I will be spending Thursday evening talking to the Society, Culture, and Belief seminar at the Institute of historical Research. My topic is Polydore Vergil and how a study of his reputation in the sixteenth-century helps us to understand the nature of xenophobia and anti-popery as something imposed from above. Here’s my abstract.
Polydore Vergil (c.1470-1555) was an Italian humanist scholar and historian active in the early part of the sixteenth-century. He spent much of his life in England during the early stages of the Reformation. His most important works were the De inventoribus rerum (a collection of thoughts about various questions ranging from origins to warm baths) and his English history the Anglica Historia. Vergil also published an edition of Gildas’ De excidio et conquest Brittaniae, which he had rediscovered during preparation of his own history.
Immediately upon writing that history Vergil caused outcry as he disclaimed Britain’s origin stories and claimed Arthur and Merlin as nothing more than the fantasies of Geoffrey of Monmouth. John Prise and John Leland angrily refuted his claims and later Protestant reformers characterised him as the last in a line of Italian scholars who had stolen from and distorted English ecclesiastical history for their own ends. They even accused him of destroying books. Yet, the Anglica Historia was also praised and used as a good and useful history. Even the staunch Protestant reformer John Bale admitted that Vergil was a good scholar, if misdirected.
In this paper I will be tracing references to Polydore Vergil and his publications in histories written after the 1520s to follow the ups and downs of his reputation in scholarly circles and, from there, into the wider public sphere. This is important as it tells us much about rising xenophobia against ‘the foreigner’ in Tudor England (specifically against Italians) and about the cultural perception of the English following the English reformation. It helps us to understand how those in charge attempted to use history as a tool of conversion partly by re-claiming their Christianity as non-Roman in origins, and by placing Italians as invaders and interlopers. The martyrologist John Foxe produced the clearest expression of this revised history and it is here where the clearest attack on Vergil’s character is made. When Polydore Vergil had first arrived in England he was welcomed as a celebrity partly because he was Italian. By the time he left, he was viewed with hostility as one amongst many foreigners no longer to be welcomed. Why did this happen and what role did histories, such as the one produced by Foxe, have in this change of perception?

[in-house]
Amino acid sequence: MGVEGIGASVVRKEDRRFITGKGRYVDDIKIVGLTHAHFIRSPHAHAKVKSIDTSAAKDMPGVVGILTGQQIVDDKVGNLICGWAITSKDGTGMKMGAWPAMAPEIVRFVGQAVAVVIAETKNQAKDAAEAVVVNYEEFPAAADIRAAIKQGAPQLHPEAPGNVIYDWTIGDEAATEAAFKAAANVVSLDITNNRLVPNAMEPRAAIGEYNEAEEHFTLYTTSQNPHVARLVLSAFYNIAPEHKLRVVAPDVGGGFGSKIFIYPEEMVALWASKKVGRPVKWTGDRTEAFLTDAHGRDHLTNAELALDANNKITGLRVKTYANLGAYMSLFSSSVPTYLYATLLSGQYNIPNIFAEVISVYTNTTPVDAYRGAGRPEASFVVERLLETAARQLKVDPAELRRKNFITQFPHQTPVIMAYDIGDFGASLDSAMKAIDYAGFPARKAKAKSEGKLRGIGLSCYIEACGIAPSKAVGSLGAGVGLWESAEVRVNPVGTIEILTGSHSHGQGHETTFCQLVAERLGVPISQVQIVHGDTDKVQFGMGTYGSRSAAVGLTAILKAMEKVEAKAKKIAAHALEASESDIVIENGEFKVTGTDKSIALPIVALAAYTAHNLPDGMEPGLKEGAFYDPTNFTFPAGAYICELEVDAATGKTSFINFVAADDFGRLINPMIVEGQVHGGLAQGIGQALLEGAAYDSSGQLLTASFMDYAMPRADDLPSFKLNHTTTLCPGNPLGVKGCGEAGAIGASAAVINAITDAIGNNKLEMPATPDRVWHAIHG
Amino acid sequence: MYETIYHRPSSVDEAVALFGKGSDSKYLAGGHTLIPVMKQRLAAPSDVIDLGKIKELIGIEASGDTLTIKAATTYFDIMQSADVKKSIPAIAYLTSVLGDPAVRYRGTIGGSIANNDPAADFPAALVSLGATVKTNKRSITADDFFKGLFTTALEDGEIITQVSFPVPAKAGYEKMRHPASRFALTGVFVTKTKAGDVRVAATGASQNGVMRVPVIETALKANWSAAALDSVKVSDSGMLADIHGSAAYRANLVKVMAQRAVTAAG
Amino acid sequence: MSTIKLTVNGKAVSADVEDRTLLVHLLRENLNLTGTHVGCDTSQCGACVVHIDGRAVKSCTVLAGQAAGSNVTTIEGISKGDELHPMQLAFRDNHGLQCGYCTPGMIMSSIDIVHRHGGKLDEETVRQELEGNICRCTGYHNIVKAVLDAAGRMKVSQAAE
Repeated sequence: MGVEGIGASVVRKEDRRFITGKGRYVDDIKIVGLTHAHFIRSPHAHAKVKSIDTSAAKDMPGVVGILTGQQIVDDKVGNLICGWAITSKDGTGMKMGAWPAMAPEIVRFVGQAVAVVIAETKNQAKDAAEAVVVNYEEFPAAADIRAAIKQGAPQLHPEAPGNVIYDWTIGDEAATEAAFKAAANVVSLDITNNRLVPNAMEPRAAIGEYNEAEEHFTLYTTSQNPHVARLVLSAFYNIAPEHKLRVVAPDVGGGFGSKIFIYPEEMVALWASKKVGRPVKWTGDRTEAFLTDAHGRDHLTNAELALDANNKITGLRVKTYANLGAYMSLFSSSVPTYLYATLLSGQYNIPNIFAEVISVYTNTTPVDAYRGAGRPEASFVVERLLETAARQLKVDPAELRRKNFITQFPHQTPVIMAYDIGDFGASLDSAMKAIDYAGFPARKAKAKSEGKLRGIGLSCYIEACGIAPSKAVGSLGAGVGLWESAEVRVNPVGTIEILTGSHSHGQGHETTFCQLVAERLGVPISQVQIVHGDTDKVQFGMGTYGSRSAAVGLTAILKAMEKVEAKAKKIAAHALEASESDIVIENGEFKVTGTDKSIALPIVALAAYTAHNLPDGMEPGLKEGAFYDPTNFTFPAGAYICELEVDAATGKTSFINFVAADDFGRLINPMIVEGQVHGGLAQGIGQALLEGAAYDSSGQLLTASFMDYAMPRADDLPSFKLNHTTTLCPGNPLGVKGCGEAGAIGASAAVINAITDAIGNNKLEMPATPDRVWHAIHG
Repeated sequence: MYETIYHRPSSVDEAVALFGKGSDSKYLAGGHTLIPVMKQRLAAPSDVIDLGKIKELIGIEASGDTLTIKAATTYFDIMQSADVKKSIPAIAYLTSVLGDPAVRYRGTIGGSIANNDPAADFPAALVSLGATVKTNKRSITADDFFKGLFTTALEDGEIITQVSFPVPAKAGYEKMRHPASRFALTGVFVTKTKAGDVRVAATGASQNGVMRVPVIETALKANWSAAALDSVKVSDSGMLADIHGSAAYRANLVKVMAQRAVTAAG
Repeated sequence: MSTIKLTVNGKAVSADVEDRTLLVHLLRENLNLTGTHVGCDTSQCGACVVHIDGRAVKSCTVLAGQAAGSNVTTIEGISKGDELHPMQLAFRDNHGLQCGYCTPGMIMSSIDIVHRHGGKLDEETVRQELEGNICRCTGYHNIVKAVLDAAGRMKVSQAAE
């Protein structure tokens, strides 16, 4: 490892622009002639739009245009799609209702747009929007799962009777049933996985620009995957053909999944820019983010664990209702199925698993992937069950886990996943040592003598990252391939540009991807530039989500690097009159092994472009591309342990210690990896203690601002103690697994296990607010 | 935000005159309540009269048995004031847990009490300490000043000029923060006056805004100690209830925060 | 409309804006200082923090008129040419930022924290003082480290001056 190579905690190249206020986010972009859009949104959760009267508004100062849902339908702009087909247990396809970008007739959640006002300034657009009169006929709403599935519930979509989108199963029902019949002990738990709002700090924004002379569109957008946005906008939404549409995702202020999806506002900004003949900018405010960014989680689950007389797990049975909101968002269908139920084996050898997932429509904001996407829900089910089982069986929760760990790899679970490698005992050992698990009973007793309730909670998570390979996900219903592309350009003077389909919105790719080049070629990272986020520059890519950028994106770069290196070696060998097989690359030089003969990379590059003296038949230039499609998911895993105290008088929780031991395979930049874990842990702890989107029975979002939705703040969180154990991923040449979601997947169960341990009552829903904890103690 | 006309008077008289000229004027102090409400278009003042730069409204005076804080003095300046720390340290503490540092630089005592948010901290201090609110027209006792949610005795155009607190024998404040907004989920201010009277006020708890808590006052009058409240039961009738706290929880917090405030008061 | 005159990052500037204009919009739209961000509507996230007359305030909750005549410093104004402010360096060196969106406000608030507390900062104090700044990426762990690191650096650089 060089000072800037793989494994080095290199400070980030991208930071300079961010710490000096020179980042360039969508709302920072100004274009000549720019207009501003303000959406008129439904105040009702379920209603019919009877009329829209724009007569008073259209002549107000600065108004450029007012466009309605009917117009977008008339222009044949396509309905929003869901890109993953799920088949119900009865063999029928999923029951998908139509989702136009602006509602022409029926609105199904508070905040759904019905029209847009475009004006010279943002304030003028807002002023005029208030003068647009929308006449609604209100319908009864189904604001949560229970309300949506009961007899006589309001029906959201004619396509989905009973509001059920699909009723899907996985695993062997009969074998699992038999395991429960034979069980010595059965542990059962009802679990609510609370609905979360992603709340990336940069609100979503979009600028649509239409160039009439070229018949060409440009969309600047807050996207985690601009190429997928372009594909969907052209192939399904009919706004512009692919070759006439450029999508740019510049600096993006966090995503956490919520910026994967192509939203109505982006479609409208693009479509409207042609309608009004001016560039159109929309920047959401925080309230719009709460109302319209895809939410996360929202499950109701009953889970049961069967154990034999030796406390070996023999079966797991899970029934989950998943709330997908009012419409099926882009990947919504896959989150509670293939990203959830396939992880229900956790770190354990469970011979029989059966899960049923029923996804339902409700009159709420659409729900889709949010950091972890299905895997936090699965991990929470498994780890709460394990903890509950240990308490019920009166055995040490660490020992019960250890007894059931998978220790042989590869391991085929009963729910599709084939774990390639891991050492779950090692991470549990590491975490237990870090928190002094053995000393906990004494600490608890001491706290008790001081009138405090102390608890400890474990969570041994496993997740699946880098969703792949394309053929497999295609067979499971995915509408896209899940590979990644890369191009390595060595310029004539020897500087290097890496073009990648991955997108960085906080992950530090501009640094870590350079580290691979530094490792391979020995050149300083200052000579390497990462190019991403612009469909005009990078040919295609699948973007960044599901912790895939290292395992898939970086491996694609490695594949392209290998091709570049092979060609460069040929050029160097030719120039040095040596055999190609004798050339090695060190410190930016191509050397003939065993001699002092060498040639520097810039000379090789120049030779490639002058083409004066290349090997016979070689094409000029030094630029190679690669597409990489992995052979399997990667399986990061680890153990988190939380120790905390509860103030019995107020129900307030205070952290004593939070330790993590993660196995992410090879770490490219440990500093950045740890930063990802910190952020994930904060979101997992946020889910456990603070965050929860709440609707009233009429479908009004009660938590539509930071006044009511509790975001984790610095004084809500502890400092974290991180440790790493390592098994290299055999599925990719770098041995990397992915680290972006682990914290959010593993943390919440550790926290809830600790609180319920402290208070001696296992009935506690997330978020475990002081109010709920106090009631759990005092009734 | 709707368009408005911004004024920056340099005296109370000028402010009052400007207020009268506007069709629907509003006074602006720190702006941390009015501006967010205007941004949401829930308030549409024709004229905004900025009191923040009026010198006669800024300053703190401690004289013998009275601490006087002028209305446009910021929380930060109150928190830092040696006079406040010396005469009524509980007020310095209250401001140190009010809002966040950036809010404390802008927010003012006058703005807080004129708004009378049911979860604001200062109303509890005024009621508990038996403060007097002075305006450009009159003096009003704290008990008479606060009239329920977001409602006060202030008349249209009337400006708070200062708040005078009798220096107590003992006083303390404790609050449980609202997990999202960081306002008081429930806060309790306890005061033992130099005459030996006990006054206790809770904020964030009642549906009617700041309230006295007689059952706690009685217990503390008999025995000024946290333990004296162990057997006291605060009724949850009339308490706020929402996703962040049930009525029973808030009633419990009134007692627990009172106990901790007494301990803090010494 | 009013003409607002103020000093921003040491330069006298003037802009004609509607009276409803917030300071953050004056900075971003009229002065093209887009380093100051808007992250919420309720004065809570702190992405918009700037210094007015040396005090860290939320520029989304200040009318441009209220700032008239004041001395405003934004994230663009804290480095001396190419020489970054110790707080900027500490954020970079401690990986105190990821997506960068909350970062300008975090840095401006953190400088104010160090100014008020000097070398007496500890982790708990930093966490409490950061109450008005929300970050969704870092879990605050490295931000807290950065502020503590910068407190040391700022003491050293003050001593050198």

If you would like to join us the Society, Culture, and Belief seminar will be held on Thursday 5 December 2013, 5.30pm in room G37, Senate House (University of London).